Schoelkopf Gallery Opens the First Max Weber Exhibition Since Announcing the Artist's Representation

Still Life with Purple Leaves, 1912 MAX WEBER Oil on canvas 13. x 19. inches. Courtesy of Schoelkopf Gallery

At the Schoelkopf Gallery in collaboration with the Max Weber Foundation, the exhibition of the esteemed artist opens a show of 26 works on paper, Max Weber: Art and Life Are Not Apart. Following the gallery’s announcement of their representation of the Max Weber Foundation last fall, this show commemorates Weber’s contribution to abstractionism in America. Max Weber: Art and Life Are Not Apart, is on view from January 19 to April 5.

This is the first exhibition since onboarding the foundation and the beginning of remembering Weber as a contributor to the development of 20th century modernism in America.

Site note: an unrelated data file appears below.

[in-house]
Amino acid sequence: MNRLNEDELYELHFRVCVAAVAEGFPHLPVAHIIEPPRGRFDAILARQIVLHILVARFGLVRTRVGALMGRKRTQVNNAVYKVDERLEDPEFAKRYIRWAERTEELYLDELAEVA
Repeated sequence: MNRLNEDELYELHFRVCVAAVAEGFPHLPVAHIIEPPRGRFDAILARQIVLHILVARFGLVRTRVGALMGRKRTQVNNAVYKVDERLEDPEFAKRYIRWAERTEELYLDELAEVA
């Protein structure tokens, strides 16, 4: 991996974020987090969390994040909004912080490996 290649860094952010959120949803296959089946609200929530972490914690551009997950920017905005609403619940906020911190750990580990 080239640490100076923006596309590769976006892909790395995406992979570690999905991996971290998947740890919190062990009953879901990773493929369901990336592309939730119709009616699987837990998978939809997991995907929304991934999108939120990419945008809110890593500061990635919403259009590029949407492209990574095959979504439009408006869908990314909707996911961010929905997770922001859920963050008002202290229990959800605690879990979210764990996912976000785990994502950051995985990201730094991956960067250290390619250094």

These still-life works provide a full look into his artistic practice and growth from 1907 to 1955. The experimentation between Cubism, Expressionism, and Fauvism gently grew itself into a blend of Europe’s avant garde with American soil. From studying under the names of Henri Matiss, Paul Cézanne and Pablo Picasso, and being close friends with Henri Rousseau, Weber helped launch America into a world center of culture and art.

Max Weber, Three Tulips, 1908 Oil on canvas 22⅛ x 18 inches.Courtesy of Schoelkopf Gallery

In the exhibition, a variety of materials make-up these pieces. He experimented with oil, gold leaf collage, pastel, gouache and watercolor. This is reflective of his belief tied to the exhibition’s title, Art and Life Are Not Apart. He believes objects symbolize culture of the past, the present and future and should be measured by their usefulness, spirituality, and intellect.